Neurathen Rock Castle

Rathen, Germany

Neurathen Castle (Felsenburg Neurathen), which was first mentioned by this name in 1755, is located near the famous Bastei rocks near Rathen in Saxon Switzerland. This was once the largest rock castles in the region, but today only the rooms carved out of the rock, passages, the cistern and rebates for the timber of the former wooden superstructure have survived. In the years 1982–1984 parts of the extensive castle were used to build the open-air museum.

The beginnings of Neurathen date back to the first half of the 13th century, however the site may have been inhabitated already in the Bronze Ages. The castle was inherited and sold, repeatedly besieged, conquered and burned in the wars between Bohemian and Saxonian armies. In 1485 it fell to the Duke Albrecht, but he never restored it and the castle eventually collapsed. During the Thirty Years' War, his ruins served to shelter the inhabitants of Pirna before the Swedes.

References:

Comments

Your name



Address

Basteiweg, Rathen, Germany
See all sites in Rathen

Details

Founded: 13th century
Category: Castles and fortifications in Germany
Historical period: Hohenstaufen Dynasty (Germany)

More Information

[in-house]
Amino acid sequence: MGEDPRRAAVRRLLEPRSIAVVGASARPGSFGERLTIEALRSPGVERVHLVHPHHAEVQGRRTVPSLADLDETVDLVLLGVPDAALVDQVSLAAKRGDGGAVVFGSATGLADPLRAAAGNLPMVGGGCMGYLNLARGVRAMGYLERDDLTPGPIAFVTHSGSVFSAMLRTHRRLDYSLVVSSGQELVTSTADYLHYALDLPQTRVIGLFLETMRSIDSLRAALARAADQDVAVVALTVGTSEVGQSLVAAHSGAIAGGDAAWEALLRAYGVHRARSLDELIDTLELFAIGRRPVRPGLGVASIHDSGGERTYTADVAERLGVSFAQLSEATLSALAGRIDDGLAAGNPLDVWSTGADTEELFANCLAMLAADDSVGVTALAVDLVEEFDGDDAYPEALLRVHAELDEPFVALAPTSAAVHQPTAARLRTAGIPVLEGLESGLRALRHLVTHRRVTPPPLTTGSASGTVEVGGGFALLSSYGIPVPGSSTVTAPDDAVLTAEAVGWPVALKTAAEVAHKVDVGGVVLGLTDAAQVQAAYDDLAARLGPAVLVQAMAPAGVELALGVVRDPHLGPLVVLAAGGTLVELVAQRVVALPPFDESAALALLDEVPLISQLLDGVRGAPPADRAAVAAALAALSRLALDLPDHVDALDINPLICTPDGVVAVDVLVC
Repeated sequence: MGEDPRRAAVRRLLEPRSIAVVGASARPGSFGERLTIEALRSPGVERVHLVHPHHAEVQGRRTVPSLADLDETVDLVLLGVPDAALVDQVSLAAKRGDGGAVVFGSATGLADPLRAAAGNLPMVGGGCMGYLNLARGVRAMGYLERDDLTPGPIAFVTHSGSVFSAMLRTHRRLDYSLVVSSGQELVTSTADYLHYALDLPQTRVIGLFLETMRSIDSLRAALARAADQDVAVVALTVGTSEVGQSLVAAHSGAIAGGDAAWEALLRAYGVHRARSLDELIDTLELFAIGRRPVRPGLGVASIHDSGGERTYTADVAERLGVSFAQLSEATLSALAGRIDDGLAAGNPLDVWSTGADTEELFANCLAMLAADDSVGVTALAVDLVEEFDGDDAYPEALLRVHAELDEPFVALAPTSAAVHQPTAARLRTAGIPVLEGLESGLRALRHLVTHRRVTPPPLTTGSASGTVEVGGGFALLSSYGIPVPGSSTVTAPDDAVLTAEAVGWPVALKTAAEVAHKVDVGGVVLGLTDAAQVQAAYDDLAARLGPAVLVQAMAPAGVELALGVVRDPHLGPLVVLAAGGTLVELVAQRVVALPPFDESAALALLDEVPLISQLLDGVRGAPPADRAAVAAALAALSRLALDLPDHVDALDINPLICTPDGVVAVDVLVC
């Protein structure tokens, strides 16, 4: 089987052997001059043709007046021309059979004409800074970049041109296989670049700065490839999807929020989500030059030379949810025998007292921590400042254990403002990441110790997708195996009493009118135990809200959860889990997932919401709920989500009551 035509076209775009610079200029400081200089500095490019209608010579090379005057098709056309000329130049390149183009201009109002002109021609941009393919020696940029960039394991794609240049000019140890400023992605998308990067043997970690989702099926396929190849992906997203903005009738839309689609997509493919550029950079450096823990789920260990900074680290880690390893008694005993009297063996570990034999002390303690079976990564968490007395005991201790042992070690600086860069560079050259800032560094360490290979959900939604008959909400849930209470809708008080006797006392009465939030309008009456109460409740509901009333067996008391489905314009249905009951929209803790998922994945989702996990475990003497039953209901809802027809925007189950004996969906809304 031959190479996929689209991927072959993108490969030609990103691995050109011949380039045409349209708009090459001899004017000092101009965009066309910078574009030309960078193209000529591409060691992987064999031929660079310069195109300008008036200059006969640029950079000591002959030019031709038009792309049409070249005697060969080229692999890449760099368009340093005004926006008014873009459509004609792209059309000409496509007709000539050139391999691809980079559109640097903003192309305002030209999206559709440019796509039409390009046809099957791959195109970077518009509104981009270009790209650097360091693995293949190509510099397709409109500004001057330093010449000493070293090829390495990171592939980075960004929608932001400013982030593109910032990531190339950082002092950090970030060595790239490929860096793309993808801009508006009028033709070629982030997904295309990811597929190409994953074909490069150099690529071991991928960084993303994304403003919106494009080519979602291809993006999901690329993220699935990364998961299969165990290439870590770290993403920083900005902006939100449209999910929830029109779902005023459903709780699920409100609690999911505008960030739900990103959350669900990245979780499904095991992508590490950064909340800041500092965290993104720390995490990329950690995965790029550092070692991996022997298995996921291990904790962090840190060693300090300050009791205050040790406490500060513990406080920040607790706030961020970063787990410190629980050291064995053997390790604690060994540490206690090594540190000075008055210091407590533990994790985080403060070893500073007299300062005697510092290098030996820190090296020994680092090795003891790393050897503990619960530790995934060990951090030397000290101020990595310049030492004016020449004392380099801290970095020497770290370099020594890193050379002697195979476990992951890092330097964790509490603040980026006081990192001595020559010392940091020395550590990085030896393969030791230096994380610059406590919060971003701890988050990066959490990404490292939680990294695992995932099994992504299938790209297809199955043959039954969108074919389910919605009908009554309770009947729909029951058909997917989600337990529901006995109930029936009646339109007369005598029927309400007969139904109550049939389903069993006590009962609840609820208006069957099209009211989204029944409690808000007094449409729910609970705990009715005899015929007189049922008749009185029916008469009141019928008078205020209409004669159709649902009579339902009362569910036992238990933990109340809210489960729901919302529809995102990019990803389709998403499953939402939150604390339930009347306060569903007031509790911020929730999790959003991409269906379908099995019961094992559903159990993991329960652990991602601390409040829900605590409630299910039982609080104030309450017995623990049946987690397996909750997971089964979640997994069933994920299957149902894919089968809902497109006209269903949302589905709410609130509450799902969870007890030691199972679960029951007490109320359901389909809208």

en.wikipedia.org

Rating

4.7/5 (based on Google user reviews)

User Reviews

Sambit Das (55 days ago)
I will highly recommend this. It has the best view points.
Jorge Sellare (4 months ago)
The location on googlemaps is WRONG. This place is NOT in Lohmen!
Yinji Zhao (6 months ago)
Rocks and great bridge
Bader alkandery (12 months ago)
Wonderful place, amazing views
T J LeRoy (2 years ago)
Quite amazing to think that there was such an amazing mountain top castle. Well worth the small price to enter
Powered by Google

Featured Historic Landmarks, Sites & Buildings

Historic Site of the week

Beckov Castle

The Beckov castle stands on a steep 50 m tall rock in the village Beckov. The dominance of the rock and impression of invincibility it gaves, challenged our ancestors to make use of these assets. The result is a remarkable harmony between the natural setting and architecture.

The castle first mentioned in 1200 was originally owned by the King and later, at the end of the 13th century it fell in hands of Matúš Èák. Its owners alternated - at the end of the 14th century the family of Stibor of Stiborice bought it.

The next owners, the Bánffys who adapted the Gothic castle to the Renaissance residence, improved its fortifications preventing the Turks from conquering it at the end of the 16th century. When Bánffys died out, the castle was owned by several noble families. It fell in decay after fire in 1729.

The history of the castle is the subject of different legends. One of them narrates the origin of the name of castle derived from that of jester Becko for whom the Duke Stibor had the castle built.

Another legend has it that the lord of the castle had his servant thrown down from the rock because he protected his child from the lords favourite dog. Before his death, the servant pronounced a curse saying that they would meet in a year and days time, and indeed precisely after that time the lord was bitten by a snake and fell down to the same abyss.

The well-conserved ruins of the castle, now the National Cultural Monument, are frequently visited by tourists, above all in July when the castle festival takes place. The former Ambro curia situated below the castle now shelters the exhibition of the local history.